A loosely affiliated community activist group with a core of longtime supporters known for their opposition to a variety of development efforts is seeing renewed attention this fall, as several central figures are running for city council.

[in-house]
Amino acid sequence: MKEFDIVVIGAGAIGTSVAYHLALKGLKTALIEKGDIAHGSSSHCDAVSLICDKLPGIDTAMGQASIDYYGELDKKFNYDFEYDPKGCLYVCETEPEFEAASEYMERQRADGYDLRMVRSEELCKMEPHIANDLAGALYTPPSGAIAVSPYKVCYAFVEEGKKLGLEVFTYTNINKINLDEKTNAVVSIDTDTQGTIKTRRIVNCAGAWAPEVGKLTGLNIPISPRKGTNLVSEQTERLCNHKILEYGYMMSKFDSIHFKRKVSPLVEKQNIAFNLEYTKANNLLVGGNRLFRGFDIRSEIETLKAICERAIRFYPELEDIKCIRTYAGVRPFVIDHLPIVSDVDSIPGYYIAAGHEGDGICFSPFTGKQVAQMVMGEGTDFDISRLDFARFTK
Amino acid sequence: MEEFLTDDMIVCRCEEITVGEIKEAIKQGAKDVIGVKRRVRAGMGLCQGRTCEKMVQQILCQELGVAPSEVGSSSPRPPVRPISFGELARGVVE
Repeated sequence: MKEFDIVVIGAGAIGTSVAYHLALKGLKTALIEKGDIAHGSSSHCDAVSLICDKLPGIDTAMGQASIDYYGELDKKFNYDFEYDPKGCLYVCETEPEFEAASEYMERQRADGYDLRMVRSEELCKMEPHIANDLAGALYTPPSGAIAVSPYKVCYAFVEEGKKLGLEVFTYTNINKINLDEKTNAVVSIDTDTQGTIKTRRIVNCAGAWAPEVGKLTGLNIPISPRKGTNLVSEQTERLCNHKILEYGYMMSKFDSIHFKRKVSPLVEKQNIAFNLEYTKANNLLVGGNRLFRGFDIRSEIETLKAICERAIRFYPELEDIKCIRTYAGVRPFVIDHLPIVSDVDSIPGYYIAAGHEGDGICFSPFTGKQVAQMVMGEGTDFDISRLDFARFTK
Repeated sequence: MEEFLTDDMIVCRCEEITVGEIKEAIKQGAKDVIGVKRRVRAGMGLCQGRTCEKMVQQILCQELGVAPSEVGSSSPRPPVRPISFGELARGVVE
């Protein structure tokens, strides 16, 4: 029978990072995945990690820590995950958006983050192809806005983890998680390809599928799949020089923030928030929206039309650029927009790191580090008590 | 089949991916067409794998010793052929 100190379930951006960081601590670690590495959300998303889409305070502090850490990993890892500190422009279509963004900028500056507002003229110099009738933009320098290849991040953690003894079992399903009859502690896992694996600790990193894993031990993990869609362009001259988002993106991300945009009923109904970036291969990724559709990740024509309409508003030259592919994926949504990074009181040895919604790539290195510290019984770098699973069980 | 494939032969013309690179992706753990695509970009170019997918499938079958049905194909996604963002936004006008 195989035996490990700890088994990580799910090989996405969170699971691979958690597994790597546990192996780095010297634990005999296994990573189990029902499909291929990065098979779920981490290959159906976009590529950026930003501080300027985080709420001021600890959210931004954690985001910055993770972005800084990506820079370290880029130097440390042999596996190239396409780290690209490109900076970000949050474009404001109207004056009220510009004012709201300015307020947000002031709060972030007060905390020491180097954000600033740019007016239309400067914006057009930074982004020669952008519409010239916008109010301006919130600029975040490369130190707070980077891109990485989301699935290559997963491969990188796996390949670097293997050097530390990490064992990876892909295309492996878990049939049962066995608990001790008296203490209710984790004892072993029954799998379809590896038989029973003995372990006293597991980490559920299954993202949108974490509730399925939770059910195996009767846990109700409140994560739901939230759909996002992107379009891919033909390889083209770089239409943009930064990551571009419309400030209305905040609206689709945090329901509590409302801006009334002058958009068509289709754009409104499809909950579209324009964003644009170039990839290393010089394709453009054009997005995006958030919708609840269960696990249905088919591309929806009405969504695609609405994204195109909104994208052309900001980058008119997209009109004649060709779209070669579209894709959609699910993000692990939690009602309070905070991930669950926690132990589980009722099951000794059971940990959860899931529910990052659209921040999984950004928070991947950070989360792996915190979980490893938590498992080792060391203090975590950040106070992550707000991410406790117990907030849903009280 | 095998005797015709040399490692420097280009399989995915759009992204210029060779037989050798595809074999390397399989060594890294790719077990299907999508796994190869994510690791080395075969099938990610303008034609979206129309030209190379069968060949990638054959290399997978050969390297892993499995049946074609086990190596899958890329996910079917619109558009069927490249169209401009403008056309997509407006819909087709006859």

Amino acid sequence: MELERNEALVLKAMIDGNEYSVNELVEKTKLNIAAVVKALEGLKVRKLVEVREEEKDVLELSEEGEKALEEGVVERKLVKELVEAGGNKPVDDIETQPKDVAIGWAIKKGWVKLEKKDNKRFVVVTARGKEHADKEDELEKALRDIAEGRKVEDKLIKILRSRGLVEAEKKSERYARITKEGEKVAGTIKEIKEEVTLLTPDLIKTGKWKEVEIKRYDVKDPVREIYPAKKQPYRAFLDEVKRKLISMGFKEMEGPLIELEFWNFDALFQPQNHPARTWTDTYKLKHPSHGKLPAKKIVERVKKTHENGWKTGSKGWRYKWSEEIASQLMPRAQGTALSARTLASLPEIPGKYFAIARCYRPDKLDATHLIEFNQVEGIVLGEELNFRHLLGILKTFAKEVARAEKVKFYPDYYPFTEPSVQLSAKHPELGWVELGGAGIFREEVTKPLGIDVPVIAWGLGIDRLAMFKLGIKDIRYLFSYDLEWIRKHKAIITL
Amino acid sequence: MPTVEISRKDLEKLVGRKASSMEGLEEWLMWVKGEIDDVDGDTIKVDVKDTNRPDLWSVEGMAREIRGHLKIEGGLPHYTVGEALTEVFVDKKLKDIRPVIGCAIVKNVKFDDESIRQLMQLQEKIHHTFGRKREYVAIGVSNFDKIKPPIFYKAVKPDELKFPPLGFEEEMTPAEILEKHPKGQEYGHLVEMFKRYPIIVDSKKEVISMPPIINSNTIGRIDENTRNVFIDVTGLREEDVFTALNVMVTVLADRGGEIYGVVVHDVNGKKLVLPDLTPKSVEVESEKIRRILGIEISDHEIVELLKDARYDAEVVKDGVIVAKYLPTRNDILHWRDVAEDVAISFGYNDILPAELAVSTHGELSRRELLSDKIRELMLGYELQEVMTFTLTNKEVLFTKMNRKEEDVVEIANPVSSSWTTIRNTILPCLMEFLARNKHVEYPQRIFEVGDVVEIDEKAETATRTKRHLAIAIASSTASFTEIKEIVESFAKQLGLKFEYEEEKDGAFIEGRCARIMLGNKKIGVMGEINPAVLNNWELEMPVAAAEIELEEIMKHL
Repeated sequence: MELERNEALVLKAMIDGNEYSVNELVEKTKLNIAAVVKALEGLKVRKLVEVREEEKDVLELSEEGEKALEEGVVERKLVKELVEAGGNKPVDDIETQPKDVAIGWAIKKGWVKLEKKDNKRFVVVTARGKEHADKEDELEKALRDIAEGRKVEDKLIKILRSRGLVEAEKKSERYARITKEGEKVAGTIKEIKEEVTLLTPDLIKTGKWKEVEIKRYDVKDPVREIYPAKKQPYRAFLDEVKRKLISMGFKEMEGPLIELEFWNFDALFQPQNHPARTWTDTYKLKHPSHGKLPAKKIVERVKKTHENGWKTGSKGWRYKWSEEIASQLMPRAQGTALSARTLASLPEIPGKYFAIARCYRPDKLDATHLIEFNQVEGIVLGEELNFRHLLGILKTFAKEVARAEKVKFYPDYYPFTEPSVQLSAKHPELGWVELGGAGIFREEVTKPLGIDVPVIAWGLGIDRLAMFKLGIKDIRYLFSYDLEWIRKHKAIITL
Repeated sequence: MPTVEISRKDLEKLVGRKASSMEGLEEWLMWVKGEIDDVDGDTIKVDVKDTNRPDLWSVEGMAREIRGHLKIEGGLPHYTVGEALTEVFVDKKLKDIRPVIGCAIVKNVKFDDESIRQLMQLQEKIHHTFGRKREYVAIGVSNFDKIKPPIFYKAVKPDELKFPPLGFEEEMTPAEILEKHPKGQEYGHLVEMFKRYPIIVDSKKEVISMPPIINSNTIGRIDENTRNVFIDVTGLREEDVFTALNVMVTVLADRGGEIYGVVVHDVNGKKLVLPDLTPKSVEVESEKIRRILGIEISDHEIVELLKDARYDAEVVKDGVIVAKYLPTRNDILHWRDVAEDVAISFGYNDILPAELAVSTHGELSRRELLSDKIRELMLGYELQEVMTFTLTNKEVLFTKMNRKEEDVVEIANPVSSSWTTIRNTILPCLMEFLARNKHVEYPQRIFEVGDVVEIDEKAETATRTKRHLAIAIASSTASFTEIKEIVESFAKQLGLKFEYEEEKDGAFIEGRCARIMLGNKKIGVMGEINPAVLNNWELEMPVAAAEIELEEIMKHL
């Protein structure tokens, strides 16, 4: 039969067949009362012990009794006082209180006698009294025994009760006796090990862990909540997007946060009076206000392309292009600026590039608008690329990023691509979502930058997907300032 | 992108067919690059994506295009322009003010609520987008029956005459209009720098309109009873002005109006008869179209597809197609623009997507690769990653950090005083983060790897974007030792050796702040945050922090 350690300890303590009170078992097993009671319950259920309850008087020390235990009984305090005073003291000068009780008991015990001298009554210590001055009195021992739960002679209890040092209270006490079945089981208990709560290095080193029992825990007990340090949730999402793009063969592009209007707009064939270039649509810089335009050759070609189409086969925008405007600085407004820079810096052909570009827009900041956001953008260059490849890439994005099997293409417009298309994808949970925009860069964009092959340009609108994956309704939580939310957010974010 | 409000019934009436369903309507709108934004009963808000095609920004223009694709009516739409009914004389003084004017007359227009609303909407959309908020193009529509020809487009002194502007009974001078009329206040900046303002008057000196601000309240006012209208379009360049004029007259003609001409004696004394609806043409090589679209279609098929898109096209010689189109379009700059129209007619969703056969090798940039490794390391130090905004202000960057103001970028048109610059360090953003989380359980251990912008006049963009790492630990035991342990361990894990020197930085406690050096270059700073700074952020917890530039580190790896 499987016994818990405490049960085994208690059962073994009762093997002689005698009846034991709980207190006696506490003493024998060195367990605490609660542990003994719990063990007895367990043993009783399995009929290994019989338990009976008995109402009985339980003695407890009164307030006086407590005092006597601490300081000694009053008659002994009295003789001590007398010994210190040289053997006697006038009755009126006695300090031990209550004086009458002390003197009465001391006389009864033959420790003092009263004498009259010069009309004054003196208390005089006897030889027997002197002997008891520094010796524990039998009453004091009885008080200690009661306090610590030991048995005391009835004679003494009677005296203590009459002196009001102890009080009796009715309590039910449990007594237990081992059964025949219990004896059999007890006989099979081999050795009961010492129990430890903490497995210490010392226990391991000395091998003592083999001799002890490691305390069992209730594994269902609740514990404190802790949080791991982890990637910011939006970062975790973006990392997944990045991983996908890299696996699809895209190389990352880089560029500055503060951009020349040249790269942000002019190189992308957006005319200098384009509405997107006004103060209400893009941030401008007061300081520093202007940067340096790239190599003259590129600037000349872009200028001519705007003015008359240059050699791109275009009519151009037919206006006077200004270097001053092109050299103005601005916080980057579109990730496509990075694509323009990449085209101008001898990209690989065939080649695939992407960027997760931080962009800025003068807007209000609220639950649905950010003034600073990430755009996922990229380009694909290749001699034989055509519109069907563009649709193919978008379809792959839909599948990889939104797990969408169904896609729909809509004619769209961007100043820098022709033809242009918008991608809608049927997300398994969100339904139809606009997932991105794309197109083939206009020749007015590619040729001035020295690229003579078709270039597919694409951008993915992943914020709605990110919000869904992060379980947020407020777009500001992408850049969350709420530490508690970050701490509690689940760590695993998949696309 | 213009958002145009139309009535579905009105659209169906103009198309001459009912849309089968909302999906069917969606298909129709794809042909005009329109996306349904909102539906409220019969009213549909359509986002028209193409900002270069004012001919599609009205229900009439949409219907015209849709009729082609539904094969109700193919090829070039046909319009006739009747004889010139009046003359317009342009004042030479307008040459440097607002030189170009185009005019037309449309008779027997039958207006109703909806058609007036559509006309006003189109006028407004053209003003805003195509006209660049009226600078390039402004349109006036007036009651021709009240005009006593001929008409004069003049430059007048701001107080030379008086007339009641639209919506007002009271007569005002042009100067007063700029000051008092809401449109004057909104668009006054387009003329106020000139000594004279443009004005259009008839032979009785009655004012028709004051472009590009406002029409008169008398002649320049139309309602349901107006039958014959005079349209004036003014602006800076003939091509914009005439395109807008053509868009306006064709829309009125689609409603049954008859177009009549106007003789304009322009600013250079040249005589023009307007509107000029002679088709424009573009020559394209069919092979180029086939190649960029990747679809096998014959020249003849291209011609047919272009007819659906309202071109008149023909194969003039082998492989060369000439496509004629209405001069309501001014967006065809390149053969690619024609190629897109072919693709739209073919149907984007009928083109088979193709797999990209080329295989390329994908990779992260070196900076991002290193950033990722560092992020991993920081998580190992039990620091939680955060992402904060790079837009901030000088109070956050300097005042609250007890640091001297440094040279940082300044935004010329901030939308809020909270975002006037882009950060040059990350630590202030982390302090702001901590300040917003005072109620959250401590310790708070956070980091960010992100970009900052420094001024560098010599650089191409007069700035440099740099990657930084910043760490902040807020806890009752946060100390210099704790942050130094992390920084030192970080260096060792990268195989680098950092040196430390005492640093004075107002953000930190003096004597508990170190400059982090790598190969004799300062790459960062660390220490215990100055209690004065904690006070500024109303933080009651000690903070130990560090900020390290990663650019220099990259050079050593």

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A loosely affiliated community activist group with a core of longtime supporters known for their opposition to a variety of development efforts is seeing renewed attention this fall, as several central figures are running for city council.Key figures of Sunshine say the group is only a weekly discussion meeting of active citizens, with no dues, charter or membership roster. Because the group takes no official stance on city issues, proponents say, it cannot be held accountable for the actions of its attendees. Opponents, however, call it a stumbling block to progress that employs scare tactics to make its points.On this year’s ballot, three of the nine city council candidates are closely associated with Sunshine: at-large incumbent Doug Clark, at-large candidate Carol Brzeczek and District 3 candidate Carol Fey. At-large Councilmember Peggy Cole is also a regular attendee of the group’s meetings, meaning if the three candidates won, four of Littleton’s seven councilmembers would be associated with the group.The group was often called the Sunshine Boys in its early years, said Marty Bolt, one of the group’s handful of founders, who is today the group moderator. The name was an allusion to “sunshine” laws that govern transparency in government proceedings. Eventually the group dropped the “boys,” as it had grown to include many women.Opposition positionsSunshine is largely known for what its attendees have opposed. The group was founded in 2002 to oppose a grocery tax, said Bolt, who was once the chairman of the state House District 38 Republicans. Other original members were Libertarians and Democrats, and today the group claims attendees of a variety of political affiliations.Since then, a search of Littleton Independent articles finds the group associated with opposition to:• A new police station in 2004.• A lifting of the TABOR revenue collection cap in 2006.• A proposed Wal-Mart on the Ensor property on South Santa Fe Drive in 2007.• Council’s use of executive sessions in 2013.• Urban renewal efforts that kicked into high gear in 2014.• City Manager Michael Penny, who was fired by council last year.• The Grove, the apartment development currently underway at Littleton Boulevard and Bemis Street — opposition that is still making its way through the courts.“What we do is collect the obvious facts and problems with ideas that are being pushed, and see the real negatives in what’s going on,” Bolt said. “Any time the government gets off on a high horse, the bad parts need to be discussed and exposed. But we have no set of objectives.”Brzeczek, a local activist who served on the Littleton school board in the early 1990s, insists the group does not speak as a unified voice.“Some people give Sunshine a whole lot more credit than it deserves,” said Brzeczek, a regular attendee since the days of the police station proposal. “It doesn’t work that way. We don’t tell councilmembers what to do.”Brzeczek has been a torchbearer for a number of issues associated with Sunshine, such as the initiative that led to the near-total abolishment of closed-door executive session privileges for city council in 2013. Among the strictest executive session rules in the state, the measure meant that council actions normally conducted in private — such as personnel matters and discussions of real estate deals — are conducted in the open. Last year’s firing of Penny, including an airing of grievances against him, was conducted in open council.Brzeczek is also a central figure in opposition to the city’s urban renewal efforts, creating Your Littleton Your Vote, a political action committee that championed Issue 300, which required urban renewal efforts to go before a popular vote — and passed by a wide margin.Petitioners for Issue 300 misled people into thinking that swaths of the city would face condemnation and eminent domain, said Mayor Pro Tem Debbie Brinkman. Brzeczek said she can’t speak for what every petitioner told people, and that the city’s urban renewal proposals did include eminent domain mechanisms.Why can’t we be friends?On Sunshine, Brzeczek said anyone interested in how the city is run can attend the group’s free and open meetings, held every Friday at 8:30 a.m. in a nondescript strip mall storefront at 6520 S. Broadway, a few doors down from Solid Grounds Coffee House.“You can sit and participate or sit and listen,” Brzeczek said.Not everyone has felt so welcome. District 3 Councilmember Phil Cernanec said he used to attend meetings but stopped after Bolt told him to stop taking notes.“I have ADD,” said Cernanec, who is seeking another term in the Nov. 7 election. “One of the ways to deal with that is to take lots of notes. Lots of people in the group take notes, but Marty singled me out and told me I couldn’t, so I quit going.”Bolt said he didn’t like Cernanec’s level of participation.“Phil wasn’t a participant, but he was still taking notes,” Bolt said. “When somebody’s taking that many notes, I want to know what they’re going to do with them.”Bolt said he didn’t tell Cernanec to stop taking notes, but drew attention to it.Fey, a regular Sunshine attendee who along with Steven Esses is challenging Cernanec for the District 3 seat, has made her opposition to Cernanec and his role in the approval of The Grove a central theme of her campaign, going on the attack at a recent candidate forum against what she characterized as his indifference to her concerns about an earlier proposed development in her neighborhood.“I tried to talk to my District 3 representative about working with the city to oppose a building that was twice the size zoning would allow,” Fey said. “He told me ‘don’t even try — the developer always wins.’”Fey has recounted the exchange in press releases, campaign events, emails and interviews, though she said she’s “determined not to make this a personal thing.”Cernanec said the exchange never happened.“I just wouldn’t say that to someone,” Cernanec said. “I’m a councilmember. I wouldn’t tell a citizen not to bother getting involved.”Fey said her frustration with the city goes beyond Cernanec.“There are several hundred city employees, and they aren’t necessarily friendly or helpful when you first call,” Fey said. “They become that over time, but they don’t like hearing from citizens because they think it means complaints and trouble. Not everyone, but a lot of them.”Critics open upSome councilmembers who have dealt with Sunshine activists don’t hold much love for the group.“They have an agenda and they are pushing it hard,” Brinkman said in an email. “They don’t stop at stretching the truth, hiding the truth, and fictionalizing reality to make their point and to gain support.”Brinkman said that Sunshine’s opposition to The Grove has falsely centered on the notion that citizens were shut out of the approval process, though the project was approved as use by right through the normal zoning process. The claim is currently being fought out in court.Brinkman expressed concern at the thought of adding Sunshine members to council.“There is an overall theme of anger and negativity that permeates from them,” Brinkman’s email said. “I would hope that their fevered pitch of anti-everything would be toned down so that there can be a healthier level of discussion and debate. Their continued trajectory backwards doesn’t serve the community and its future.”District 1 councilman Bill Hopping said he sees hypocrisy in the group’s actions.“This is the group that fought the historic designation of Main Street, which is Littleton’s heartbeat and a regionally and nationally recognized cultural icon,” Hopping said in an email. “Yet now they complain about the loss of downtown’s historic culture. They fought a building that would have been built at the Grove location and would have had much less impact than the Grove, then complain about the Grove.”City Manager Mark Relph said the group enjoys no special influence in his office.“The city manager has a responsibility to listen to all groups and favor none,” Relph said. “I see Sunshine as no different than many groups I have to reach out to periodically. I don’t make a value judgment about them — I just listen. My role isn’t to discuss their influence.”A different perspectiveAnother slate of council candidates has emerged, drawing support from business interests seeking to counter Sunshine’s influence.District 1 candidate Patrick Driscoll, and at-large candidates Karina Elrod and Kyle Schlachter — both of whom serve on the city’s urban renewal board with Brzeczek — have drawn endorsements from board members of the nascent Littleton Business Chamber. Elrod and Driscoll have also drawn sizable campaign contributions from the group, city documents show.Driscoll acknowledged that he represents a different wing of the race.“There’s a pro-business, pro-growth slate,” Driscoll said. “That’s reality.”“Everything I know about the Sunshine group is skewed, because it’s the view of a few people — or a lot of people,” Driscoll said. “But I don’t really know them. Nobody’s reached out to me to have a conversation. I get what their agenda is, and that’s not looking for a lot of change. I’m hoping at some point I get to meet these guys and find out why they’re pushing back on moving Littleton forward.”Elrod could not be reached for comment, but Schlachter was reserved on the matter of Sunshine.“I wouldn’t call them a positive or negative influence,” Schlachter said. “They’re a voice. They work on a variety of topics. They could do more to bring in younger residents and new residents. I haven’t seen a lot of new faces. They invite a broad range of guest speakers, but the core seems to be static.”Whether it wins more seats on council, regular attendee and councilmember Doug Clark said the group will continue to work to be a resource for concerned citizens, adding that the affiliations of council members ebb and flow.We’ve had situations with four Sunshine folks on council in the past,” Clark said. “I don’t think the world came to an end.